Last year, Bill Clinton delivered the keynote address at a fundraiser in New York for Brock's biggest donors. Brock thanked the former president and Hillary Clinton for "giving me the gift of forgiveness," said one person who attended the fundraiser, which was closed to the news media, but could not discuss the event for attribution.

These days, Brock has a gray pompadour, and often dresses entirely in black, making him a conspicuous presence in the Brooks Brothers world of political operatives here. He splits his time between Washington and the West Village in Manhattan, and he works in an open office with Toby, his schnoodle (a poodle-schnauzer mix), at his side.

He now has about 165 employees working for American Bridge and the separate nonprofit organization he founded, Media Matters, which monitors conservative bias in news reports and often takes aim at Fox News. And while American Bridge provides rapid response and tracking to help get Democrats elected, Brock has started a new initiative within it, called Correct the Record, to focus exclusively on 2016 and defending Hillary Clinton.

Combined, Brock's organizations brought in $25 million in donations last year, he said.

The speech on Tuesday, in which he apologized for his early attacks on the Clintons, marked a full-circle evolution for the man whose answering machine during the mid-1990s said, "I'm out trying to bring down the president."

But people close to Brock have said his ultimate mea culpa would be to help get Hillary Clinton elected president. He serves as an adviser to Ready for Hillary, a political action committee focused on grass-roots outreach, and is on the board of Priorities USA, the big-money fundraising vehicle devoted to a Clinton candidacy.

Not everyone, of course, views Brock as trustworthy, and some conservatives called him a "switch-hitter" who employs the same tactics he once used against the Clintons against their enemies.

"I was astonished he'd go over to the other side and make a handsome profit on kissing and telling," said R. Emmett Tyrrell Jr., editor in chief of The American Spectator, which published Brock's story on the Arkansas troopers. Tyrrell stood by that story, saying Brock "was never asked to destroy the Clintons."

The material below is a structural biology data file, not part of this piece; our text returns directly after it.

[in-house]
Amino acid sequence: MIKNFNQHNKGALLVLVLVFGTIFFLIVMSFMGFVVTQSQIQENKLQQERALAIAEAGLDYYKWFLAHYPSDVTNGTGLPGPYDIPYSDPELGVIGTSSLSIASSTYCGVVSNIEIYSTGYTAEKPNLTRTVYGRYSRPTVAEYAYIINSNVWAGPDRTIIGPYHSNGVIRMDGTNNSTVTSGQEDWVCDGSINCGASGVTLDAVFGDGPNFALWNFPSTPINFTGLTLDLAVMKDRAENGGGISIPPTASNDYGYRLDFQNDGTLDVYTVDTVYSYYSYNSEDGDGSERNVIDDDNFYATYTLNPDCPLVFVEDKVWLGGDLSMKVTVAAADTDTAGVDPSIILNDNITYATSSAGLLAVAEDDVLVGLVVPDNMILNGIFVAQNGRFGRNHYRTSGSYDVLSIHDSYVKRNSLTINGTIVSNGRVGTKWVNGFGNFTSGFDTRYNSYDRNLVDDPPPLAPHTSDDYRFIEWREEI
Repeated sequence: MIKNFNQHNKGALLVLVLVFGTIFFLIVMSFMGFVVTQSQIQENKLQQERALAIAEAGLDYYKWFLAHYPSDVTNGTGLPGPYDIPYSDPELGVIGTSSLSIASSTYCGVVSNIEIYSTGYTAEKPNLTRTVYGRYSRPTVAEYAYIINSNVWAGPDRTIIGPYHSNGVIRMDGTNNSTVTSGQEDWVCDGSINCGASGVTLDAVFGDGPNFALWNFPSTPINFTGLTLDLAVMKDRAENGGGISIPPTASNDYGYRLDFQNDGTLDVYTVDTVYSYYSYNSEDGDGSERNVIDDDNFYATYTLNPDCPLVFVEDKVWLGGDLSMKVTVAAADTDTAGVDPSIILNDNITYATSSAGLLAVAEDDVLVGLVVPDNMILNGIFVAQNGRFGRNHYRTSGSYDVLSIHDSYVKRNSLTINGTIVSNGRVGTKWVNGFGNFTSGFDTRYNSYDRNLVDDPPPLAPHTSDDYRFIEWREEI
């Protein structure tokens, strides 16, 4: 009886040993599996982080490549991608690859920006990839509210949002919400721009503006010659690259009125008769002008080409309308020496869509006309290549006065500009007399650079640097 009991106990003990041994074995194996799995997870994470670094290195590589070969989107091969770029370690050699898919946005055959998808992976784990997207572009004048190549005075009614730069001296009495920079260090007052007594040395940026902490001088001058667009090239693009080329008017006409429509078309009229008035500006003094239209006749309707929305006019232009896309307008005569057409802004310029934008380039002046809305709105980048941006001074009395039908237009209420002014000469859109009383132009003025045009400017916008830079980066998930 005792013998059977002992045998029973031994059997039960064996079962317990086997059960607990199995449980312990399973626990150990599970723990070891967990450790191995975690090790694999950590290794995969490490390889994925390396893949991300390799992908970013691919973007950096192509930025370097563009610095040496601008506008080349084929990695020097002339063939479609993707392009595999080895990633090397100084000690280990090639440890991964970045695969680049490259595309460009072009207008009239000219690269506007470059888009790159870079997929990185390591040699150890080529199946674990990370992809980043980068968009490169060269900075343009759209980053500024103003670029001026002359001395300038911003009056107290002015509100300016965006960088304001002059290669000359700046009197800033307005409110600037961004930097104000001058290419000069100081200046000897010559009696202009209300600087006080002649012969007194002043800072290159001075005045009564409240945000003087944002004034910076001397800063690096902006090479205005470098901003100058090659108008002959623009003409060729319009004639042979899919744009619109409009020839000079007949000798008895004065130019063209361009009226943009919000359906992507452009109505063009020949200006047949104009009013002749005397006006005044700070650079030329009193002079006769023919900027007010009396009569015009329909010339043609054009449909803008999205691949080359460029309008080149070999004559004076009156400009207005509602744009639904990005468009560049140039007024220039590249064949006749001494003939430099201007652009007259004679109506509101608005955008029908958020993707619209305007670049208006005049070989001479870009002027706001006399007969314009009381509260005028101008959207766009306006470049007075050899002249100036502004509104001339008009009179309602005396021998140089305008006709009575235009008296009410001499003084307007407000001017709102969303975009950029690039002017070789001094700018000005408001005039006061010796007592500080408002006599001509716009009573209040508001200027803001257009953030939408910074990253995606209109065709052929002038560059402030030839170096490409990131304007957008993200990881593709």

But Brock argues that his early experiences have only deepened his commitment.

Many of the researchers who work for him were in diapers during Bill Clinton's 1992 presidential campaign. But the open floor plan that houses American Bridge's rapid-response operation is called the "war room," and it is inspired by the hub of Clinton's campaign, which James Carville helped run out of an old newsroom of The Arkansas Gazette in Little Rock. About 40 staff members are employed as trackers, monitoring candidates in Senate and congressional races across the country. They have tracked a combined 4,443 events and filed more than 900 federal requests for documents so far this election cycle.

Brock said he first had the idea for an opposition research shop to help Hillary Clinton last year, when she testified to a congressional hearing on the 2012 attack on a U.S. Mission in Benghazi, Libya, that left four Americans dead.

This past fall, Brock reached out to another Clinton friend, Burns Strider, who worked on Clinton's 2008 presidential campaign as a liaison to religious voters, to head Correct the Record.

"I thought: 'Good Lord, that's the stress and time commitment of a full-time campaign,'" said Strider, a Mississippi native with a thick drawl. "'Am I ready? Is my family ready?'"

Brock pointed out that America Rising, a conservative political action committee and its Stop Hillary 2016 effort, were already active. "He said we didn't get the luxury to wait," Strider said.